Anyone who has embarked on converting a residence into a hotel in the capital city knows it is no mean feat. Hotels require services and modern amenities that old Valletta townhouses would never have imagined.
The mission is further aggravated by the fact that alterations are restricted, work methods too, and if the owner is keen on keeping the original building intact, that means the job is even harder.
This was certainly the case for 89, Old Bakery Street, Valletta, where the rationale was to retain and regenerate as much as possible of the baroque house’s original character and features.
The first obstacle, however, was that authentic elements had already been hidden and damaged by incongruous interventions. The façade of the 17th Century, three-storey house, for example, was scarred by accretions from the 1980s. But they were soon to be stripped off, together with anything that wasn’t authentic to the place, to the period and to Valletta.
The Coleridge is built on a strong eco-conscious concept, which is captured in the finer details too. This was the starting point of the conversion project, which was based on restoration.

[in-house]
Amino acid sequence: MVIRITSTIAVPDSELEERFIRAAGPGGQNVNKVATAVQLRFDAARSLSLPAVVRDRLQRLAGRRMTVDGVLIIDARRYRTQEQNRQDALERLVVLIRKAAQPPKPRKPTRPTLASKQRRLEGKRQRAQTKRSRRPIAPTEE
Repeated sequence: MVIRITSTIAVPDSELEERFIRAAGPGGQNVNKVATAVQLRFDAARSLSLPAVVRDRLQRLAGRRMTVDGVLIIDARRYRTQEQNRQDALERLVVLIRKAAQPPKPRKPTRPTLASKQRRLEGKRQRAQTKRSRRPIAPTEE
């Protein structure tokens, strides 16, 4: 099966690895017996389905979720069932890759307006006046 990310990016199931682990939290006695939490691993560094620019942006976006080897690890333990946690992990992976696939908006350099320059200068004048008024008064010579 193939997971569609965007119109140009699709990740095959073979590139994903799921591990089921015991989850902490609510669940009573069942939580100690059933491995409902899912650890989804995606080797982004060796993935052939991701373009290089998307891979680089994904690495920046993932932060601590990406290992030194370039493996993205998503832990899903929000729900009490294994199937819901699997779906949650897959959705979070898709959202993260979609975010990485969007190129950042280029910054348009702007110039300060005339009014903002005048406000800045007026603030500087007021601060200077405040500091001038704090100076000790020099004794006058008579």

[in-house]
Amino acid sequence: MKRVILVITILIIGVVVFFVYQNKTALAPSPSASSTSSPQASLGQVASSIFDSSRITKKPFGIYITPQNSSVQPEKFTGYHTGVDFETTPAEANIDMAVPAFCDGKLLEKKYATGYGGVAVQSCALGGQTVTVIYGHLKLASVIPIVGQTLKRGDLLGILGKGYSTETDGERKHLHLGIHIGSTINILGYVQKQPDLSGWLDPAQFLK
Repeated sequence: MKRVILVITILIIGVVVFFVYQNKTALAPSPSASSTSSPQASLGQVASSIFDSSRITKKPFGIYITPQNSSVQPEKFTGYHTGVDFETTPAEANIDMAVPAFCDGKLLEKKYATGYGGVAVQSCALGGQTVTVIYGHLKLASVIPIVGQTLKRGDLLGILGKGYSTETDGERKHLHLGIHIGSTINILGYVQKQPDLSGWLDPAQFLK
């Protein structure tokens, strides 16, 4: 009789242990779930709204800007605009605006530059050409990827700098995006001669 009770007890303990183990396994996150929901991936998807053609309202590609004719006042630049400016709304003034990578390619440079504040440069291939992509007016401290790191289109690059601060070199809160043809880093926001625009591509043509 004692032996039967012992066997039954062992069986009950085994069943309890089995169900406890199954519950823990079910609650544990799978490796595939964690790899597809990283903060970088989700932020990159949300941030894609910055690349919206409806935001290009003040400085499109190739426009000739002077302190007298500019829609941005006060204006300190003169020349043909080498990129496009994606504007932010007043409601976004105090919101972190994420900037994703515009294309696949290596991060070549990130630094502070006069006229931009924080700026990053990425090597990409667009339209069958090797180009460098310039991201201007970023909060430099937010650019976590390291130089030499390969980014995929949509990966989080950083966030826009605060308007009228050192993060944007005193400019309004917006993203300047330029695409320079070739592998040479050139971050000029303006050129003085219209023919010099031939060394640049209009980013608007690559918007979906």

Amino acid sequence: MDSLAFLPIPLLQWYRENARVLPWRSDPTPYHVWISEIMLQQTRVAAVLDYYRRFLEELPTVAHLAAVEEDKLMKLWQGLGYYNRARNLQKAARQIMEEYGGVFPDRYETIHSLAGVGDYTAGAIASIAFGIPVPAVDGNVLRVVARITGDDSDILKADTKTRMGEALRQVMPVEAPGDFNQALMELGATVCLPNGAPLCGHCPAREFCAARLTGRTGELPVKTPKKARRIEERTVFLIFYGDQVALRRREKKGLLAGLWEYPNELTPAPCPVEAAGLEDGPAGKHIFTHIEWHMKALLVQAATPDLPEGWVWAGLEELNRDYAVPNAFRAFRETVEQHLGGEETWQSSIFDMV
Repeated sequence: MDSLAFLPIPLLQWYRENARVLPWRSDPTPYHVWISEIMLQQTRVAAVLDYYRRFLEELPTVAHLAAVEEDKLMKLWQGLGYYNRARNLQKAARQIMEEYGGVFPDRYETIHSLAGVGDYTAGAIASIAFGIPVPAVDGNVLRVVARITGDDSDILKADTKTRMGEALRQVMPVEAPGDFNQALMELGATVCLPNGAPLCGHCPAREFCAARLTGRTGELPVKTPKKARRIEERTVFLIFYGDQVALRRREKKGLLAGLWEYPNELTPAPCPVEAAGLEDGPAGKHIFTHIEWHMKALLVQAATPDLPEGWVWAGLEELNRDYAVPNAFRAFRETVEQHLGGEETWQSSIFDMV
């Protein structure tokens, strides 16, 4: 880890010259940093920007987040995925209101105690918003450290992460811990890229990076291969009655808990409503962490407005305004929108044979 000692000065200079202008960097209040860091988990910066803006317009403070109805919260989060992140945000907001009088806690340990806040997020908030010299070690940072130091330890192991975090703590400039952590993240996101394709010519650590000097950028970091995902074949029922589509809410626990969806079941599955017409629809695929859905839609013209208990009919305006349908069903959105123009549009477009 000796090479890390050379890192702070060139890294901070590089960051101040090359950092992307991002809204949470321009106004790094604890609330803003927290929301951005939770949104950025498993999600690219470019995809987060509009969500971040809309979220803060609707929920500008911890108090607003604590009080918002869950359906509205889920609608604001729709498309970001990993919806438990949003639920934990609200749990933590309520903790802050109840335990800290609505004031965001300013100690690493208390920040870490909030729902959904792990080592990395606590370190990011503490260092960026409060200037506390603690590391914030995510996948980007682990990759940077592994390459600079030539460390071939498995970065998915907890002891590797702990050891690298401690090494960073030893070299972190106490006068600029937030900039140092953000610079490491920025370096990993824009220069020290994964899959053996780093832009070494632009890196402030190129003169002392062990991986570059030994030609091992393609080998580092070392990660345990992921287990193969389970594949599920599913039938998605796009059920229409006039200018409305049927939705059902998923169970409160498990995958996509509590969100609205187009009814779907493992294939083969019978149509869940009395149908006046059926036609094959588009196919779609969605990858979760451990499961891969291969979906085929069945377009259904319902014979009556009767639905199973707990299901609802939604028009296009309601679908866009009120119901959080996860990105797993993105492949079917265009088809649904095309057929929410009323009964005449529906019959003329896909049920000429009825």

Because it had been inhabited, minimal intervention was required in terms of civil works, but old houses are full of surprises, some of which can stall a project, while others can open up design ideas. The Coleridge was no exception in this regard.
Conservation was also the order of the day for its interior design: the old Maltese tiles were salvaged where possible, and stone slabs and beams in the ceilings exposed. Most of the furniture and fittings have also been restored, recycled and injected with new life, including the original doors.
Home to five rooms and suites, each with its own unique design and flair, The Coleridge is nothing short of a labour of love and the result of passion for all things beautiful.